Koprivc senior knew what “independent journalism” is: He destroyed the satirical newspaper Pavliha
However, there were lots of other things published in the edition called “Pavliha’s Yak” as well, for example, a report on the attack on the federal government, etc. And right after “Pavliha’s Yak” was published, at night (around midnight), Popit convened an extraordinary meeting of the party’s closest leadership. There, they talked about what to do, how to take action. “Jak Koprivc complained and lamented about what they were doing to him, how they were insulting him, and so on. However, Popit even scolded him, saying that “if he is so incompetent that he does not know how to deal with them alone,” they cannot help him. And then they decided to deal with the matter. And since the Communist Party was in charge of appointments, they replaced Bogdan Novak and Bogo Sajovic and instead brought in a different team – and that is when Pavliha began to crumble. It took it about six months to completely collapse.”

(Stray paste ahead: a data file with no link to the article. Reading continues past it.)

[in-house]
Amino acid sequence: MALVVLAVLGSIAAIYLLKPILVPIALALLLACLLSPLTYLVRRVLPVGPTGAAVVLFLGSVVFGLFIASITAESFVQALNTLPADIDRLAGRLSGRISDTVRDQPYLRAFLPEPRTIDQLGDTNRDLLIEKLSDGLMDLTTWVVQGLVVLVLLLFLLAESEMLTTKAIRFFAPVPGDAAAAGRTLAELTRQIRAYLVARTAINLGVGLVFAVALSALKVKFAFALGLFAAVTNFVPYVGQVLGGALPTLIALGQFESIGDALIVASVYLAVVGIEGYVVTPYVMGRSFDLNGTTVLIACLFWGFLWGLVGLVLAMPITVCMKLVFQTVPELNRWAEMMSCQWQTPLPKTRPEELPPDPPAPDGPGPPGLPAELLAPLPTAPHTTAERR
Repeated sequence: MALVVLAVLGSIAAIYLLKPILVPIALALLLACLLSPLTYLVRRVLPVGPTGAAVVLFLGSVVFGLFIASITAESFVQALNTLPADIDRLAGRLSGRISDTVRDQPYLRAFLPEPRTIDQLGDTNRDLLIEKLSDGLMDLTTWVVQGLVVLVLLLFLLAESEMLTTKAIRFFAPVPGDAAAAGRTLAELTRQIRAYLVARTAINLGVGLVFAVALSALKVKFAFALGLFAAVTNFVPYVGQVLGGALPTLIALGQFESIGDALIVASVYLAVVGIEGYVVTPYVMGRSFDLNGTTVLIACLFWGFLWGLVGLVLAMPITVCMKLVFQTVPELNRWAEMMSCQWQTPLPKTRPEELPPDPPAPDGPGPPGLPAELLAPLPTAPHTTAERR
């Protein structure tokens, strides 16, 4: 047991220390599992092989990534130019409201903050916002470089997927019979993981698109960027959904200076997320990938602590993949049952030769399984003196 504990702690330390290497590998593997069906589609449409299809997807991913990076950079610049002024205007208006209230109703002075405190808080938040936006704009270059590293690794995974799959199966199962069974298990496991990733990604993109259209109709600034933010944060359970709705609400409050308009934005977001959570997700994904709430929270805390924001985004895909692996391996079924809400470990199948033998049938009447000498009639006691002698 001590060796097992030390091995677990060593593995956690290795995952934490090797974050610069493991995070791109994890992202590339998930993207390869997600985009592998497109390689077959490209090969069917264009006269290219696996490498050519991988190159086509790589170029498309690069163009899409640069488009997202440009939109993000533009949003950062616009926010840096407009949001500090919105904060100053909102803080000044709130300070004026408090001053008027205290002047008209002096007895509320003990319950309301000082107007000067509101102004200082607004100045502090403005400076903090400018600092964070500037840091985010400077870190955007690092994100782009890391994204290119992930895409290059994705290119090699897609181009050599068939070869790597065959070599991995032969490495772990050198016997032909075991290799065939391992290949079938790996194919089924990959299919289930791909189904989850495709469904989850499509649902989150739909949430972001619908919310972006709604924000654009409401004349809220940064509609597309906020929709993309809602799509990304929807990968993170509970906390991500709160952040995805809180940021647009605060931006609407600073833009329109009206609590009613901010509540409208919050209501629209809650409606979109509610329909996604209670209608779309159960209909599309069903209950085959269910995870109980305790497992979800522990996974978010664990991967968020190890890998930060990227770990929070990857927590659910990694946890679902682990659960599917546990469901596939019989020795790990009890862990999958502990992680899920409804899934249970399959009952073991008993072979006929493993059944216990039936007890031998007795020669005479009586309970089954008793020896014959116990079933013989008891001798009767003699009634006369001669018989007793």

Pavliha was being controlled by the so-called “alternative journalists,” who resisted the regime. Some came from the Delo newspaper, some from the television, and a strong team also came from the newspaper “Kmečki glas” – “The Farmer’s Voice,” some worked directly for Pavliha, some worked for “delavska enotnost” – “The Workers’ Unity,” and others. And the authorities were always uncertain about what they would do next. During this time, all of these journalists often got threats about how they were going to lose their jobs and so on, but they were also prepared for these possibilities if they ever came true. “We did not care if we were fired because we were well-prepared…” The then-totalitarian system was already a little bit “scared” at the beginning of the eighties. Namely, it was already known where society was heading – in the global sense, in the East, and elsewhere. Certain indecision of the then-totalitarian authorities became palpable. Regarding Marko Koprivc, a former journalist said: “An apple does not fall far from the tree.”